Is a parking study needed for Oberlin’s downtown district?
The planning commission and business owners believe so.
Planning chair Matt Adelman agreed last Wednesday to talk with Oberlin College officials about partnering with the city to conduct the study.
Carrie Handy, who heads Oberlin’s planning and development office, said the idea of a study came from the multiple city council and commision meetings about the parking issue along East College Street by the Peter B. Lewis Gateway Center.
Downtown business owners agreed parking is a serious problem and something needs to be done.
Liz Burgess, owner of the Ginko Gallery & Studio, said she’s gotten numerous complaints about parking from her customers. “They can’t find a place or have to circle until they find one,” she said.
Ben Franklin owner Krista Long said she does not think a parking study is going to help. “There’s clearly a parking problem,” she said. “Let’s not study a problem.”
Long said there aren’t enough parking spaces for workers and visitors and said the city needs to find a way to create more parking in the long-term.
“Since I’ve been born there’s been a parking problem,” said Ruth Aschaffenburg, owner of Bead Paradise.
The issue became worse when the college allowed students to bring cars to school, she said.
Aschaffenburg wants the college to fine students and faculty members who park in designated permit parking locations without a required permit.
“My customers have to circle around for 15 to 20 minutes,” she said. “It’ll never change until the college addresses the problem.”
Barb Przybylowicz, owner of the Tuck Shop, and Ratsy Kemp, owner of Ratsy’s Store, said they do not have parking problems on par with those that plague businesses located near the intersection of College and Main streets. “I’m fortunate,” Przybylowicz said.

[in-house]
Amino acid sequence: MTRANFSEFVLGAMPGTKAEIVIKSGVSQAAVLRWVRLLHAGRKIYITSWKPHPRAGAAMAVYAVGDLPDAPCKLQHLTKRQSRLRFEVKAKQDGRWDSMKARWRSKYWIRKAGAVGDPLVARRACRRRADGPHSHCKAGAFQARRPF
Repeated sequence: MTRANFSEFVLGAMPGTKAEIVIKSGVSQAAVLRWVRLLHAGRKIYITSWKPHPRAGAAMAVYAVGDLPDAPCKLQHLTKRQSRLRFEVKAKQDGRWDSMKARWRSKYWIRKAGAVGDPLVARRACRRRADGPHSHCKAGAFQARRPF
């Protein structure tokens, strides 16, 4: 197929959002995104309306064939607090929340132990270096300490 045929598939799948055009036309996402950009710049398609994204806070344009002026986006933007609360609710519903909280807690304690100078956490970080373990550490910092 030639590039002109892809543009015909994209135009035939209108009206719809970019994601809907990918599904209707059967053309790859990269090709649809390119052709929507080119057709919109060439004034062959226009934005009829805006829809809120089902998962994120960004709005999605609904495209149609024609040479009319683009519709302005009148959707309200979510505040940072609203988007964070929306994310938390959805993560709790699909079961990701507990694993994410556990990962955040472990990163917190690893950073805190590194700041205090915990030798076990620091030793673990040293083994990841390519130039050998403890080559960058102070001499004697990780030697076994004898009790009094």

Aschaffenburg and Burgess said they have paid their customers’ tickets. “I pay a couple tickets a year,” Burgess said. “We depend on our out-of-town customers.”
Handy said the planning commission made a recommendation to city council to budget for the study but council wants the commission to investigate sharing the expense with the college.
“It’s time we really do a real one,” she said. Handy has been searching to discover when a parking study was last done, but so far has turned up empty-handed.
Oberlin College media spokesman Scott Wargo said the college conducted its own parking study for the Gateway project but it was only for that area.
Handy said if a study is done then the city needs to evaluate it at different days, times of the day, and seasons of the year.
“When the students leave it’s different,” she said. “You want to get as good of a range as you can.”
The commission is interested in expanding the study slightly outside of the downtown district, Handy said.
She believes it could cover from Vine to Union streets on the north and sound sides and Park to Woodland streets on the east and west sides.
Handy said the members want to make sure the study covers all the areas that have a parking impact.
“There’s no other public parking besides on the street,” she said. There is parking at city hall but most other cities have visitor off-street parking.
Multiple business owners expressed interest in having a parking garage built downtown. That’s a very expensive proposition.
Adelman is expected to give the planniong commission an update on a possible parking study at its next meeting at 4:30 p.m. on Wednesday, Jan. 20 at city hall’s conference room two.
Valerie Urbanik can be reached at 440-775-1611 or on Twitter @ValUrbanik.
Planning commission members want city and Oberlin College officials to partner together and conduct a parking study of the downtown district.